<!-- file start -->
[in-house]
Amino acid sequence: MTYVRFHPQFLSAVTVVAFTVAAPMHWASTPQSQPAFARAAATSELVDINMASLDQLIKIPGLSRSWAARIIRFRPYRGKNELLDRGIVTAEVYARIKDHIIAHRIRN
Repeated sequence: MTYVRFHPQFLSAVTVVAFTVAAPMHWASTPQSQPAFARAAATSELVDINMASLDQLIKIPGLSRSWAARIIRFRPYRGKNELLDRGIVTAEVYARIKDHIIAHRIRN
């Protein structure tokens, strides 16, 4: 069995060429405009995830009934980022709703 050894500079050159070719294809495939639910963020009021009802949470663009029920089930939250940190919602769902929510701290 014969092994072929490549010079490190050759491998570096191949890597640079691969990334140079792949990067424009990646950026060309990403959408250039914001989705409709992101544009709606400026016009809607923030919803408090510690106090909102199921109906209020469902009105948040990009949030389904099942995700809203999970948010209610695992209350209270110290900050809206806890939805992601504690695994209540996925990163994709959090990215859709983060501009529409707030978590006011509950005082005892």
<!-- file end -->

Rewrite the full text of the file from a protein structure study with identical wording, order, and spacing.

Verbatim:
[in-house]
Amino acid sequence: MTYVRFHPQFLSAVTVVAFTVAAPMHWASTPQSQPAFARAAATSELVDINMASLDQLIKIPGLSRSWAARIIRFRPYRGKNELLDRGIVTAEVYARIKDHIIAHRIRN
Repeated sequence: MTYVRFHPQFLSAVTVVAFTVAAPMHWASTPQSQPAFARAAATSELVDINMASLDQLIKIPGLSRSWAARIIRFRPYRGKNELLDRGIVTAEVYARIKDHIIAHRIRN
């Protein structure tokens, strides 16, 4: 069995060429405009995830009934980022709703 050894500079050159070719294809495939639910963020009021009802949470663009029920089930939250940190919602769902929510701290 014969092994072929490549010079490190050759491998570096191949890597640079691969990334140079792949990067424009990646950026060309990403959408250039914001989705409709992101544009709606400026016009809607923030919803408090510690106090909102199921109906209020469902009105948040990009949030389904099942995700809203999970948010209610695992209350209270110290900050809206806890939805992601504690695994209540996925990163994709959090990215859709983060501009529409707030978590006011509950005082005892």